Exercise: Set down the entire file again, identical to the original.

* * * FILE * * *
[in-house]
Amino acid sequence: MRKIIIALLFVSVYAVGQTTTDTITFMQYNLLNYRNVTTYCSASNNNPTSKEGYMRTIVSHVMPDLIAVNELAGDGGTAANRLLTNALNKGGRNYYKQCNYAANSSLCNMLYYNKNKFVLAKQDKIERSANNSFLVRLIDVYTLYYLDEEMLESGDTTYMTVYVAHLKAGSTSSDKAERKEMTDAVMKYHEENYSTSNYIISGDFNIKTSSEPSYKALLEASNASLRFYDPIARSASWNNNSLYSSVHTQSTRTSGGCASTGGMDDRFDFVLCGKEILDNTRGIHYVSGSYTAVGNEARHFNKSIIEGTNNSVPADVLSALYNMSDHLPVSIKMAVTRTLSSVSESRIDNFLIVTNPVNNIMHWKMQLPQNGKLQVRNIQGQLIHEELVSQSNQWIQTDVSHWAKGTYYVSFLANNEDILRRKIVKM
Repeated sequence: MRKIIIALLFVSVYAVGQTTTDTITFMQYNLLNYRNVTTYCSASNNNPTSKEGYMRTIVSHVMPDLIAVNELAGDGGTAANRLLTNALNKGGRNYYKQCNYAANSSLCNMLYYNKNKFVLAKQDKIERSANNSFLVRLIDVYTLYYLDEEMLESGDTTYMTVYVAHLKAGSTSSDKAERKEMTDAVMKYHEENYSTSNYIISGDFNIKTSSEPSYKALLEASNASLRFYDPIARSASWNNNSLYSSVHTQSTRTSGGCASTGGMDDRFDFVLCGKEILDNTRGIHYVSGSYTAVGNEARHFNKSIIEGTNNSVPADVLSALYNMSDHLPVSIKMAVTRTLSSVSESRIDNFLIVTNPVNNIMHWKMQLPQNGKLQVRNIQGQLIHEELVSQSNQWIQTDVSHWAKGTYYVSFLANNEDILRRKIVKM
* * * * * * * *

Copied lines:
[in-house]
Amino acid sequence: MRKIIIALLFVSVYAVGQTTTDTITFMQYNLLNYRNVTTYCSASNNNPTSKEGYMRTIVSHVMPDLIAVNELAGDGGTAANRLLTNALNKGGRNYYKQCNYAANSSLCNMLYYNKNKFVLAKQDKIERSANNSFLVRLIDVYTLYYLDEEMLESGDTTYMTVYVAHLKAGSTSSDKAERKEMTDAVMKYHEENYSTSNYIISGDFNIKTSSEPSYKALLEASNASLRFYDPIARSASWNNNSLYSSVHTQSTRTSGGCASTGGMDDRFDFVLCGKEILDNTRGIHYVSGSYTAVGNEARHFNKSIIEGTNNSVPADVLSALYNMSDHLPVSIKMAVTRTLSSVSESRIDNFLIVTNPVNNIMHWKMQLPQNGKLQVRNIQGQLIHEELVSQSNQWIQTDVSHWAKGTYYVSFLANNEDILRRKIVKM
Repeated sequence: MRKIIIALLFVSVYAVGQTTTDTITFMQYNLLNYRNVTTYCSASNNNPTSKEGYMRTIVSHVMPDLIAVNELAGDGGTAANRLLTNALNKGGRNYYKQCNYAANSSLCNMLYYNKNKFVLAKQDKIERSANNSFLVRLIDVYTLYYLDEEMLESGDTTYMTVYVAHLKAGSTSSDKAERKEMTDAVMKYHEENYSTSNYIISGDFNIKTSSEPSYKALLEASNASLRFYDPIARSASWNNNSLYSSVHTQSTRTSGGCASTGGMDDRFDFVLCGKEILDNTRGIHYVSGSYTAVGNEARHFNKSIIEGTNNSVPADVLSALYNMSDHLPVSIKMAVTRTLSSVSESRIDNFLIVTNPVNNIMHWKMQLPQNGKLQVRNIQGQLIHEELVSQSNQWIQTDVSHWAKGTYYVSFLANNEDILRRKIVKM